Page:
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Timothy C. Hain, MD Page last modified: January 5, 2008

Upbeat nystagmus (UBN).

Upbeating nystagmus describes an eye condition in which the eyes drift downward and make upward corrective movements (beats). Here we are mainly discussing upbeating nystagmus that occurs in persons who are sitting upright, and that have their eyes in the center (primary position).

For those who like to get to the meat quickly, there is usually not very much to learn from weak upbeating nystagmus, but strong upbeating nystagmus is usually caused by brainstem damage.

Upbeating nystagmus is shown on the bottom panel of the figure to the left.


Upbeat nystagmus is found in smokers as a side effect of nicotine, in persons with alcohol intoxication (Fetter et al, 1999) and as a side effect of medications. For example, some of the SSRI type antidepressents seem to be associated with upbeating nystagmus. Migraine can, of course, cause nearly any nystagmus. This type of UBN is generally suppressed by fixation. These benign associations are far more common than serious brainstem disease.

Common causes of UBN, usually suppressed by fixation, and usually of no significance:

Uncommon causes of UBN, which may be visible with fixation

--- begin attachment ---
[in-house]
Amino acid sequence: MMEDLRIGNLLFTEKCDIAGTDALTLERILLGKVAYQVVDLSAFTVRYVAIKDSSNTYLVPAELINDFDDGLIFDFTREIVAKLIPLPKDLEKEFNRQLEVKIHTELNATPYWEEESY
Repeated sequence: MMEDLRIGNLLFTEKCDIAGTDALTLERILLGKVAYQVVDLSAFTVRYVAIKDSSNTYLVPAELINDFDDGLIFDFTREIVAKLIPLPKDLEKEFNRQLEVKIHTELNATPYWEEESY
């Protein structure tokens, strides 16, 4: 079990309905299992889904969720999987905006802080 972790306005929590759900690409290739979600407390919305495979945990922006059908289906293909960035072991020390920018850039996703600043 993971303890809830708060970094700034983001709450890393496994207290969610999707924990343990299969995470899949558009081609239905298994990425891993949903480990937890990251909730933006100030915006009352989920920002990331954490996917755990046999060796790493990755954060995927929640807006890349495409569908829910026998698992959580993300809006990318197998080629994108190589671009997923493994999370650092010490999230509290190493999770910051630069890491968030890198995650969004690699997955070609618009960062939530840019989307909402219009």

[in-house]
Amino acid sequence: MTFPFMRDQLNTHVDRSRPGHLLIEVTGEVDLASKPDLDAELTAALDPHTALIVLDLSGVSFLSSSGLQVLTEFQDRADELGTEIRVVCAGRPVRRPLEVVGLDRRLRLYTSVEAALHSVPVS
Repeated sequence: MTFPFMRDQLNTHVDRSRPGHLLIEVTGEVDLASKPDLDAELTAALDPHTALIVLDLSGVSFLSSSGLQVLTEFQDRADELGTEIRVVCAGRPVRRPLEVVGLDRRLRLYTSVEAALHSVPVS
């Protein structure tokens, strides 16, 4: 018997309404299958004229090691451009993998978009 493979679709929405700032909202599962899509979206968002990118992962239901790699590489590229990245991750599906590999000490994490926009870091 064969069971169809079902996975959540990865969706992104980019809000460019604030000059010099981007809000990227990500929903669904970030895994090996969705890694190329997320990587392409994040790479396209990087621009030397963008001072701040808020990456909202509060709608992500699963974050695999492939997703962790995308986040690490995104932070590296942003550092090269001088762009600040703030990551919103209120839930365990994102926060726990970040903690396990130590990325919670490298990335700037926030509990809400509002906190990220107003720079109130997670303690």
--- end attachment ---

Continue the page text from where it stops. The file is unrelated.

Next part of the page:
Strong primary position upbeat nystagmus has been described in lesions of the medulla, the ventral tegmentum, the anterior vermis of the cerebellum, and the adjacent brachium conjunctivum and midbrain. UBN has been reported in association in specific disorders such as Wernicke's encephalopathy, multiple sclerosis, brainstem infarction and other lesions. In the author's experience with Wernicke's, the nystagmus has a peculiar increase on downgaze (one would expect the opposite). Presumably this would implicate the neural integrator which controls gaze holding.

Supplemental material on the site DVD: Video of upbeating nystagmus due to Wernicke's encephalopathy.

While UBN is generally caused by midline lesions, cases have been reported in unilateral medial midbrain lesions. Hirose and others (1998) have proposed that in this instance, UBN may be caused by a lesion in the nucleus intercalatus of Staderini, one of the three subnuclei of the perihypoglossal nucleus (others include the nucleus of Roller, the nucleus prepositus hypoglossi which performs neural integration for the horizontal oculomotor system).

Ranalli and Sharpe (1988) suggested that some forms of UBN were explained by disruption of the ventral tegmental pathway for the upward VOR (vestibulo-ocular reflex), causing imbalance in the vertical VOR.

Upbeat nystagmus can be modulated by convergence, changing into downbeat, when it occurs congenitally as well as when associated with Wernicke's. This has been reported by Cox and others (1981).


Copyright August 3, 2016 , Timothy C. Hain, M.D. All rights reserved. Last saved on August 3, 2016